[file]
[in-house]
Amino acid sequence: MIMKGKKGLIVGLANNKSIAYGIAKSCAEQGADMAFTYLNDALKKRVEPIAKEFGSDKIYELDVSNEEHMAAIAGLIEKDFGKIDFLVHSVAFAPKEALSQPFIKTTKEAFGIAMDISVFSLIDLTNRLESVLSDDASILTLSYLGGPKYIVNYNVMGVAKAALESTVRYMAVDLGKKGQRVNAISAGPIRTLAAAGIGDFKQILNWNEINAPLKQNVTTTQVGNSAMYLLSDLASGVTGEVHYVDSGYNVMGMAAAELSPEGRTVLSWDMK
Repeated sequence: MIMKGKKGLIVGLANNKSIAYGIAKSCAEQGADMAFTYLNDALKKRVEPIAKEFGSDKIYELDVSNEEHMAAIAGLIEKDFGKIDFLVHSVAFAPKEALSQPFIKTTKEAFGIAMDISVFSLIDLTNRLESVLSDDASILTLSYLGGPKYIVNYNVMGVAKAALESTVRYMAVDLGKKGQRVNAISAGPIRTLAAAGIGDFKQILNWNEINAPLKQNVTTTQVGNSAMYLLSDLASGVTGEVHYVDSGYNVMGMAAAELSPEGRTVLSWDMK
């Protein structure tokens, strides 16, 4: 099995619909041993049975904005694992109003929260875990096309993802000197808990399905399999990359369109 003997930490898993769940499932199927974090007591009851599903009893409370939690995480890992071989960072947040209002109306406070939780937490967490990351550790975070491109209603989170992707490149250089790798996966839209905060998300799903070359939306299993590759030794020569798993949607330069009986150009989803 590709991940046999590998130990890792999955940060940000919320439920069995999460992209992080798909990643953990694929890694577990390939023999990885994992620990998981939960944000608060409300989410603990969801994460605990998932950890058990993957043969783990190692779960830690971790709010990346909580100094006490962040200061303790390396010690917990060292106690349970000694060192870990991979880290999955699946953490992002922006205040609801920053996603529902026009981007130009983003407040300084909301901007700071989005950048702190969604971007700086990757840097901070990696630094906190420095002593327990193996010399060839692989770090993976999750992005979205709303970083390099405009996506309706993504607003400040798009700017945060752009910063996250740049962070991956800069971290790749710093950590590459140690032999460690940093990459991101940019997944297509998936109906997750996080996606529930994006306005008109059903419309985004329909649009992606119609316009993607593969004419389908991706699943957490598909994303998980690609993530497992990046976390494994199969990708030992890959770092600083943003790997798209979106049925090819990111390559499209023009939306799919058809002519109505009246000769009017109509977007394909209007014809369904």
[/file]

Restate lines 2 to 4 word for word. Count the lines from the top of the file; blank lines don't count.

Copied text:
Amino acid sequence: MIMKGKKGLIVGLANNKSIAYGIAKSCAEQGADMAFTYLNDALKKRVEPIAKEFGSDKIYELDVSNEEHMAAIAGLIEKDFGKIDFLVHSVAFAPKEALSQPFIKTTKEAFGIAMDISVFSLIDLTNRLESVLSDDASILTLSYLGGPKYIVNYNVMGVAKAALESTVRYMAVDLGKKGQRVNAISAGPIRTLAAAGIGDFKQILNWNEINAPLKQNVTTTQVGNSAMYLLSDLASGVTGEVHYVDSGYNVMGMAAAELSPEGRTVLSWDMK
Repeated sequence: MIMKGKKGLIVGLANNKSIAYGIAKSCAEQGADMAFTYLNDALKKRVEPIAKEFGSDKIYELDVSNEEHMAAIAGLIEKDFGKIDFLVHSVAFAPKEALSQPFIKTTKEAFGIAMDISVFSLIDLTNRLESVLSDDASILTLSYLGGPKYIVNYNVMGVAKAALESTVRYMAVDLGKKGQRVNAISAGPIRTLAAAGIGDFKQILNWNEINAPLKQNVTTTQVGNSAMYLLSDLASGVTGEVHYVDSGYNVMGMAAAELSPEGRTVLSWDMK
């Protein structure tokens, strides 16, 4: 099995619909041993049975904005694992109003929260875990096309993802000197808990399905399999990359369109 003997930490898993769940499932199927974090007591009851599903009893409370939690995480890992071989960072947040209002109306406070939780937490967490990351550790975070491109209603989170992707490149250089790798996966839209905060998300799903070359939306299993590759030794020569798993949607330069009986150009989803 590709991940046999590998130990890792999955940060940000919320439920069995999460992209992080798909990643953990694929890694577990390939023999990885994992620990998981939960944000608060409300989410603990969801994460605990998932950890058990993957043969783990190692779960830690971790709010990346909580100094006490962040200061303790390396010690917990060292106690349970000694060192870990991979880290999955699946953490992002922006205040609801920053996603529902026009981007130009983003407040300084909301901007700071989005950048702190969604971007700086990757840097901070990696630094906190420095002593327990193996010399060839692989770090993976999750992005979205709303970083390099405009996506309706993504607003400040798009700017945060752009910063996250740049962070991956800069971290790749710093950590590459140690032999460690940093990459991101940019997944297509998936109906997750996080996606529930994006306005008109059903419309985004329909649009992606119609316009993607593969004419389908991706699943957490598909994303998980690609993530497992990046976390494994199969990708030992890959770092600083943003790997798209979106049925090819990111390559499209023009939306799919058809002519109505009246000769009017109509977007394909209007014809369904």